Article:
In fact, the only two observable factors that have been found consistently to lead to higher student achievement are class size and teacher experience, so that it's ironic that these same individuals are trying to undermine both.
Generally speaking the corporate reformers argue that only the first few years of experience matter,these charts from a study by Thomas J. Kane , Jonah E. Rockoff , and Douglas O. Staiger reveal that at year five, effectiveness is still increasing for all categories of teachers --other than uncertified teachers. (see charts to the right.)
Of course, most Teach for America recruits are gone by then, which is why their dotted line vanishes at year three.
Actually, there are many studies that show that teaching experience matters, for 15-20 years – with each year in the profession leading to more student gains, especially in reading.
The importance of experience may be clearer in the teaching profession than any other, as shown in a recent re-analysis of the STAR Tennessee experiment, showing that Kindergarten students had higher achievement and earnings as adults, depending on how long their teachers had been in the profession, with gains for every year up to twenty.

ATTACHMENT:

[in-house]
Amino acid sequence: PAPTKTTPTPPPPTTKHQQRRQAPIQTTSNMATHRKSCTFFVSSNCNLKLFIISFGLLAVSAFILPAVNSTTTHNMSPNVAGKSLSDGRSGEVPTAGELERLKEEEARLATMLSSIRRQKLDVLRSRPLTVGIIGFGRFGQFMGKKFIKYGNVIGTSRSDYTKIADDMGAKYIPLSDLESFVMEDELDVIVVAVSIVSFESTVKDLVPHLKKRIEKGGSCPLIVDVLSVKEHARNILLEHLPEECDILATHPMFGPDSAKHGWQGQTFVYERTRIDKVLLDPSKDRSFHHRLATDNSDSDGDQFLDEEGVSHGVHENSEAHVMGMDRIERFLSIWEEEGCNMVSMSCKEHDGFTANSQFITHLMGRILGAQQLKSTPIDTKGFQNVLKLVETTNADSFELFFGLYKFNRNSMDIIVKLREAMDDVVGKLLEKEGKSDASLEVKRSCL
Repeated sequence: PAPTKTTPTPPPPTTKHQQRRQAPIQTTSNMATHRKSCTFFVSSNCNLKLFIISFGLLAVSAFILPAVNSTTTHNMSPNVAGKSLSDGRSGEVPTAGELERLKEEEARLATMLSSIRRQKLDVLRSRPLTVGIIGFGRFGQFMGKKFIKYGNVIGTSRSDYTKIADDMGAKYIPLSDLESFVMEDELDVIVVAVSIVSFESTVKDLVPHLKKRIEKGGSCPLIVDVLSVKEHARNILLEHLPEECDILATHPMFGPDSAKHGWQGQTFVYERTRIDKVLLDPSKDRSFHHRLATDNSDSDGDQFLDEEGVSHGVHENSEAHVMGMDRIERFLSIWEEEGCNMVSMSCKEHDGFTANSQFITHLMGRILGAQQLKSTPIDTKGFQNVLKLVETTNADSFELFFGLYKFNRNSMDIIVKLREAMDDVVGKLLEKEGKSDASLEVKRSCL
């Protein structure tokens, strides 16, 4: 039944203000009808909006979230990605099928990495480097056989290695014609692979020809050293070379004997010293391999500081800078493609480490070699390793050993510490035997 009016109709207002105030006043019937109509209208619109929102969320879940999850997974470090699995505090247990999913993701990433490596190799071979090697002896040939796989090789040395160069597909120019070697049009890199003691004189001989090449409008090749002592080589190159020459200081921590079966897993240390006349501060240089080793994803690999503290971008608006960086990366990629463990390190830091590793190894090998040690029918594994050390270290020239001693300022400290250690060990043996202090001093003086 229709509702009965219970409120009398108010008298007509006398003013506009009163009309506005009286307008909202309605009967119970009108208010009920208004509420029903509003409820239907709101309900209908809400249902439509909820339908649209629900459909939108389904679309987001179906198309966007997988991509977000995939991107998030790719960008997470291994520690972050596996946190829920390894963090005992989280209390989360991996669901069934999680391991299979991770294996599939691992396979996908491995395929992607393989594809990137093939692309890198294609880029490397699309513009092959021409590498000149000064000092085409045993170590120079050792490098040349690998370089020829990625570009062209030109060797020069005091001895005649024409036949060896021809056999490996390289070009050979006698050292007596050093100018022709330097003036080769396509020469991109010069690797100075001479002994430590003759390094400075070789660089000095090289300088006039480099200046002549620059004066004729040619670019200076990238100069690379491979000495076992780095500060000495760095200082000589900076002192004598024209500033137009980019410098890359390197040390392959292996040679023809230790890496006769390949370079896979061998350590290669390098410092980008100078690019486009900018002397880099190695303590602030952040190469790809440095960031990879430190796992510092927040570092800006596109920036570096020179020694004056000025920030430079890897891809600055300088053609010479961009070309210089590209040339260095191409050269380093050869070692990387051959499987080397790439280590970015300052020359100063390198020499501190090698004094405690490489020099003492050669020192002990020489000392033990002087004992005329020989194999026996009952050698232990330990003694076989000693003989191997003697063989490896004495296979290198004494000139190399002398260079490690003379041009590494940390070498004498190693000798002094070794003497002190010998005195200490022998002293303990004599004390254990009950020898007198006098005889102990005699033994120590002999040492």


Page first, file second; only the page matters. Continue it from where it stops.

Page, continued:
Another study of low-performing, high poverty schools, shows that years of teaching experience at the 2nd grade level was associated with higher reading achievement, for up to 21 years.
“A teacher who had been teaching at a particular grade level for more than 5 years was positively and significantly associated with increased student achievement (effect size=.27)…grade level experience was sizable compared to race (minority status effect size = -.33) and SES (economically disadvantaged effect size= -.08)….Teachers constantly improved teaching effectiveness until the 21st year and declined beyond that.”
See also this study , showing that for 4th and 5th grade teachers in Florida, "in elementary school reading there may be student achievement returns to as many as 15 years of additional teacher experience."
Here's another study that shows student gains for teacher experience-- again, for up to 20 years. (See charts to the right).
So when people who claim to care about kids advocate for laying off experienced teachers, don't believe them.
Private schools and well-funded public schools don't have to choose between having experienced teachers and smaller classes, and neither should our public schools.